Bas van Pelt Pair of Patinated Tubular Armchairs in Sisal
Bas van Pelt for E.M.S. Overschie, pair of armchairs, chrome-plated steel, sisal, lacquered wood, The Netherlands, 1930s.
These original comfortable chairs are made by the Dutch interior and furniture designer Bas van Pelt (1900-1945) and were manufactured by E.M.S. Overschie. The construction of this particular chair is made of chromed tubular metal frames, giving it a sleek appearance. But then the seat- and backrest have a warm appearance due to the coarsely woven fabric ‘sisal’, combined with wooden armrests, together resulting in an exciting combination. The design shows traits of the aesthetics by Bauhaus. This seat is in original condition and shows signs of beautiful patina on the metal frame. The lacquer on the wood is slightly worn out and the fabric has some discoloration because of wear and use which contributes to the authentic look. During the first half of the 1930s, Van Pelt created a number of designs for tubular steel furniture, which were manufactured by the company D3 and E.M.S. Overschie. At that time, especially furniture designers with a functionalist mindset, were interested in the applications of tubular steel on furniture.
Please note that the two chairs slightly differ in height.
Bastiaan Johannes van Pelt (1900-1945) was a Dutch furniture designer and interior designer. As son of a book printer, he spend his time after school working in several printing companies in Holland. At that time he already engaged in topics like designing furniture, interiors, carpets and fabrics, graphic work and pottery. In 1927, he quit his old job and started to work at a furniture factory owned by his father-in-law J.C. Jansen in Overschie. Together with his brother-in-law, Jan Jansen, they produced various designs for furniture which were manufactured in series. During the first half of the 1930s, Van Pelt created a number of designs for tubular steel furniture, which were manufactured by the company D3 and E.M.S. Overschie. During this period, his designs evoke a strong resemblance to the ethos of the iconic Bauhaus. Simplicity and functionality were the core values within this movement, and Van Pelt managed to create furniture according to them, by the application of tubular steel, simple geometric forms, and materials which facilitated mass production. After 1938, Van Pelt turned away from the functionalist mindset and began designing in the style of the ‘Delfste school’, which was more engaged in historical shapes and traditional manufacturing methods.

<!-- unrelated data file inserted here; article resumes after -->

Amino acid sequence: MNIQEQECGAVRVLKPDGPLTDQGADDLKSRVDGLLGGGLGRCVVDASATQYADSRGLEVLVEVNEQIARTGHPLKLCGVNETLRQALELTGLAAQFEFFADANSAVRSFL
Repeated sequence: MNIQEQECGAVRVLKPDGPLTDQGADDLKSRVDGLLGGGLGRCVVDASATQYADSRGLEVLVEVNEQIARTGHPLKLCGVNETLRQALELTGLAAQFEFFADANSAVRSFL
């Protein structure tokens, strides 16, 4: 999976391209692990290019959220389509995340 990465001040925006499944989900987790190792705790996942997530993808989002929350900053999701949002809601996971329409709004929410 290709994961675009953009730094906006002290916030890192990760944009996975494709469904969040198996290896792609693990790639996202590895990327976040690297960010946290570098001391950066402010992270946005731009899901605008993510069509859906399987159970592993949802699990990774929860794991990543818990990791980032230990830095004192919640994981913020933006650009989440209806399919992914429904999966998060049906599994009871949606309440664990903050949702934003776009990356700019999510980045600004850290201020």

Van Pelt always dreamed of having his own business and he did not hesitate when he got the opportunity to take over the store ‘My Home woninginrichting’ located on ‘De Lange Houtstraat’ in The Hague, in 1931. He transformed the store into a thriving company in the field of modern home furnishings. It functioned primarily as a show room where he exhibited a selected range of modern furniture and upholstery accessories. For instance, his collections consisted of specifically metal furniture and lamps by D3, E.M.S. Overschie, and Thonet in combination with his own designs. The success of the store resulted in opening three more showrooms in Maastricht (1934), Enschede (1936) and, Amsterdam (1938). His clientele consisted of the wealthy bourgeoisie and middle class, and in particular of lawyers and doctors. Diplomats who visited the royal city for a while, had the possibility to rent furniture from his store.
Bas van Pelt decided to actively participate during World War Two. His country house ‘De Pal’ in Emst served as a depot for ammunition and a hiding place between 1943 and 1945. Architect and industrial designer Willem Hendrik Gispen (1890-1981) arrived at Van Pelt’s place to hide from the Germans after he got released. From May 1944, he was imprisoned for a whole year in various concentration camps. On May 24, 1945, a few days after his liberation, Van Pelt died at the age of 44 in Stalag XB, a concentration camp near Hamburg. Van Pelt's successful design studio and interior store with various branches, has been taken over by his wife, and later their daughter.
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